Mourinho only has himself to blame for his loneliness, as there are only so many times you can shovel your verbal crap on all around you and still expect to have some respect at the end of it.

Football Association fines and bemused glances from those of us watching this Mourinho car crash unfold have replaced the admiration we expressed towards him earlier this year because like any persistent offender, the novelty wears off when a bad boy continues to play the fool.

Mourinho has been like a man possessed as he has suggested the FA and match officials are out to get him and his campaign against Arsenal manager Arsene Wenger has been especially unpleasant.

Evidently, Mourinho cannot cope with the idea that a coach who has won just two FA Cups in the last decade has more gravitas within the game than he commands, despite his lavish success all over Europe.

However, respect is not only earned with success on the field.

Wenger is admired within the game as much for the way he has represented his club with dignity during his 19 years as Gunners boss, with Mourinho’s aggressive, petty snipes in the Frenchman’s direction as pointless as they have been embarrassing.

What happens next is very much in Mourinho’s hands, with his drive to get Chelsea back to winning ways needing to be coupled with a fresh attitude if he is to win over his increasingly sceptical audience. 

After a decade and more of relentless winning this coaching genius has been coming to terms with what it feels like to be a loser in recent weeks and clearly, he can’t deal with it.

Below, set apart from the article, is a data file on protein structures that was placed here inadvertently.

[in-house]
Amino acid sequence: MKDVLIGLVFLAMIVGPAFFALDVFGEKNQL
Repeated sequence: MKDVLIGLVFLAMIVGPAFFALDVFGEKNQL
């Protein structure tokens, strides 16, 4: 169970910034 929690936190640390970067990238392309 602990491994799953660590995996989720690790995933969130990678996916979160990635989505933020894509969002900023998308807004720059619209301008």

“Everyone is entitled to one bad season,” declared Mourinho last week and if anyone should be given a chance to rediscover a winning formula, it is this giant of the game.

Yet the trouble associated with this manager is not restricted to sporting matters and that may be why the ground could shift very quickly under his feet at Chelsea.

Removing Mourinho right now would cost the club a small fortune a they will do all they can to resist that pay-out.

That said, when an employer has a figurehead that is intent on pouring shame on his organisation in front of the watching world, you have to be concerned.

Abramovich ran out of patience with Mourinho’s desperation to invent confrontation towards the end of his first spell at Chelsea and now the script is repeating itself.

Those of us in the media are keen for Mourinho to stay because his dominating presence in the Premier League is good for business, but you wonder how much more of this Abramovich will take.

So long as the man in the eye of this self-inflicted storm continues to bring Chelsea Football Club into disrepute, his future as will be on the line.


Chelsea manager Jose Mourinho has faced a host of Football Association disrepute charges since his return to English football in the summer of 2013. Here is his crime sheet.

* He was hit with an £8,000 fine by the FA as he was sent to the stands by referee Anthony Taylor after he lost control of his emotions on the touchline in October 2013.

* Mourinho was fined £8,000 by the FA after he was sent off by referee Chris Foy following a game at Aston Villa in April 2014.

* The FA handed him a £10,000 fine after he sarcastically congratulates referee Mike Dean for his performance in his side’s home defeat against Sunderland at Stamford Bridge.

* In December of last year, Mourinho claimed that Premier League officials were waging ‘a campaign’ against Chelsea. The FA fined him £25,000 for that outburst.

* His opening day spat with club doctors Eva Carneiro and Jon Fearn (below) was a messy PR disaster created by Mourinho. Sexism may not have been at the root of his gripe, but he handled the battle horribly. The FA opted not to press charges regarding this incident after an enquiry.

* He is fine £50,000 and given a suspended one-match stadium ban for suggesting referees are ‘afraid’ to give Chelsea big decisions.


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Diego Simeone 7/1

John Terry 14/1

Ronald Koeman 16/1